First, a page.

Scripted and directed by Catherine Simmonds
To raise the subject of gambling in a group of people can usually cause a heated debate, and opinions range from sympathy and pity to anger and disgust.
In October a number of performances by a group from Monashlink took place across the eastern and south-eastern suburbs of Melbourne. The performers were a group of problem gamblers who came together to share their stories with others.
One of these performances took place at the Doncaster Playhouse, a small and inclusive theatre that allows for good interaction between actors and audience. It was interesting to note that no one nationality or culture was involved, and no particular age group or personality. The performers took us through their stories in words, song and actions – a mammoth task considering there was little in the way of scenery, props or costumes. It was loud and over the top at times; there was laughter and sorrow and also tremendous courage in this public display of their addiction, and their determination to overcome it. The audience were delighted to be included at times, even when they were reminded that gambling affects all types of people and that anyone feeling smug that “it wasn’t them” should be aware that even buying a Tatts ticket or a raffle ticket was gambling on a small scale.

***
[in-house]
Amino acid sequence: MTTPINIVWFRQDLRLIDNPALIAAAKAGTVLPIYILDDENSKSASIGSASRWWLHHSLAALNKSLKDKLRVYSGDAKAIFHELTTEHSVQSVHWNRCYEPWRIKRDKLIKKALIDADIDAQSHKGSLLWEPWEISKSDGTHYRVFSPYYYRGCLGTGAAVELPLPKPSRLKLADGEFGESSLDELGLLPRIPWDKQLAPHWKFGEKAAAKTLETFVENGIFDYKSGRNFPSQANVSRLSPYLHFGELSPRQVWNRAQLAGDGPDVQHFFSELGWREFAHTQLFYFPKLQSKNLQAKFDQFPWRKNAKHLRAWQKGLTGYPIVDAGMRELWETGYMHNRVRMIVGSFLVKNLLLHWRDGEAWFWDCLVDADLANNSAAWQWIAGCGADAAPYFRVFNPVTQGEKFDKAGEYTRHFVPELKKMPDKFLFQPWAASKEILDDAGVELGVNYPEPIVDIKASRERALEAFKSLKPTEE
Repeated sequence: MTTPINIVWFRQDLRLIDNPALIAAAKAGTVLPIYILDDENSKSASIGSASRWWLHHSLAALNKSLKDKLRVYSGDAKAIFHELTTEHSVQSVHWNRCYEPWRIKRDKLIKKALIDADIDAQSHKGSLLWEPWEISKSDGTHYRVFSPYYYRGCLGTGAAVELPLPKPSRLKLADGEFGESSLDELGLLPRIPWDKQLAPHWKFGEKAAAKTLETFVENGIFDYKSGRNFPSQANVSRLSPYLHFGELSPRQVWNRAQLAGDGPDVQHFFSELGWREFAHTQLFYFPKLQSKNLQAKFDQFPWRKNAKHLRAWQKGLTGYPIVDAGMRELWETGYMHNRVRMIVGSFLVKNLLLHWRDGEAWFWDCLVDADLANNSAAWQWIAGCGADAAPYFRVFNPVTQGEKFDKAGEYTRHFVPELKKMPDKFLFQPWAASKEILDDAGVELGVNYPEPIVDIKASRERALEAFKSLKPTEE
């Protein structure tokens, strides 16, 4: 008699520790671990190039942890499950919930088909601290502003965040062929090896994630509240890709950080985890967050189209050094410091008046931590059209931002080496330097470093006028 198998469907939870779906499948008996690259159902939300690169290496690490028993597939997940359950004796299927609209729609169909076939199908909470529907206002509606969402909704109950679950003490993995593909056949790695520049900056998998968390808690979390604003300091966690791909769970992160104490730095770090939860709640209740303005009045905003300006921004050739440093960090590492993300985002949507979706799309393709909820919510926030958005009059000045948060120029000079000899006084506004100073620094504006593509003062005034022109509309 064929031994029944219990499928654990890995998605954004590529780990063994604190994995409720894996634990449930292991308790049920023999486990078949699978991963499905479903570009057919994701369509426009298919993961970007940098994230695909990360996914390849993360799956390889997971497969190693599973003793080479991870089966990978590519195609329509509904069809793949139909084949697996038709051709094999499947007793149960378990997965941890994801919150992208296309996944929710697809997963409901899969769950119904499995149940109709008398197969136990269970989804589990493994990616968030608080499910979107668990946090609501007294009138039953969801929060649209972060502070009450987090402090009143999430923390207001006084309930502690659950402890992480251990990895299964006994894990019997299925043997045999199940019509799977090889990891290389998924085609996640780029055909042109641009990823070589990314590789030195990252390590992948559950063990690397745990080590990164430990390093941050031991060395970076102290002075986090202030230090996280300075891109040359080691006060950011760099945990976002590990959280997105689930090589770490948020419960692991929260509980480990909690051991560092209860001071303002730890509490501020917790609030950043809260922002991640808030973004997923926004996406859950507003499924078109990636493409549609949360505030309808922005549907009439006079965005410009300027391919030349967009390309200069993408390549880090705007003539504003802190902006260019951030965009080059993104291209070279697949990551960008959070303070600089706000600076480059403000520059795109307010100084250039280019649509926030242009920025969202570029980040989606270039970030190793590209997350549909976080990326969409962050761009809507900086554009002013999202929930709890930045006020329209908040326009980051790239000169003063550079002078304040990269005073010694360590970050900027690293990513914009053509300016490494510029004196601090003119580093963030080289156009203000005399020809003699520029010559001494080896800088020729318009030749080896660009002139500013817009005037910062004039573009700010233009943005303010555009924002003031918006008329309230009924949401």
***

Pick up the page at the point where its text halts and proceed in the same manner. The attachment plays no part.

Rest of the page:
Everyone’s story was poignant, and so many times you felt that if your life had turned a different way perhaps that could have been you. However one story stood out; the participant was a businessman who once who had it all – money, prestige and family – but because of his addiction had lost it all. He confessed that he had often thought of ending his life, but realised that this would only add to his family’s distress, so he fought on to overcome his addiction.
The performance left the audience with a great deal of food for thought and, hopefully, a better understanding of gambling addiction – the phrase it brought to mind was “walk a mile in my shoes”.
These performances stem from Monashlink‘s 2014 Ruin to Recovery project, which was a resounding success. From this project came an anthology edited by Arnold Zable, a dramatisation for the 2013 Melbourne Writers Festival and a performance at Parliament House earlier this year.Return to Bulletin #135